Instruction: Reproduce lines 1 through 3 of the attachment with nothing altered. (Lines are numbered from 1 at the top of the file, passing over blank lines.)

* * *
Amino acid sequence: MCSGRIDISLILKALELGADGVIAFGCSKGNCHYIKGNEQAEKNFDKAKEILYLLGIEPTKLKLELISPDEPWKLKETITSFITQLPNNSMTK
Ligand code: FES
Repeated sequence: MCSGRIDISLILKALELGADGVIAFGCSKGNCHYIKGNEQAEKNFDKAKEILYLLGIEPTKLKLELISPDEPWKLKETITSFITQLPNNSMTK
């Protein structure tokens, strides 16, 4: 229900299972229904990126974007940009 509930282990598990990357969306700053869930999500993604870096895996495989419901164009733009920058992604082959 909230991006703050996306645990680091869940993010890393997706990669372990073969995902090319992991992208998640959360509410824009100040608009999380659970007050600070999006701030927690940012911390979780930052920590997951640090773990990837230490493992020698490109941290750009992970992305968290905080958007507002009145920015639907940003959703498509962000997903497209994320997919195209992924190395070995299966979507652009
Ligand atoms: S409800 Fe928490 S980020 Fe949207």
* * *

Amino acid sequence: MCSGRIDISLILKALELGADGVIAFGCSKGNCHYIKGNEQAEKNFDKAKEILYLLGIEPTKLKLELISPDEPWKLKETITSFITQLPNNSMTK
Ligand code: FES
Repeated sequence: MCSGRIDISLILKALELGADGVIAFGCSKGNCHYIKGNEQAEKNFDKAKEILYLLGIEPTKLKLELISPDEPWKLKETITSFITQLPNNSMTK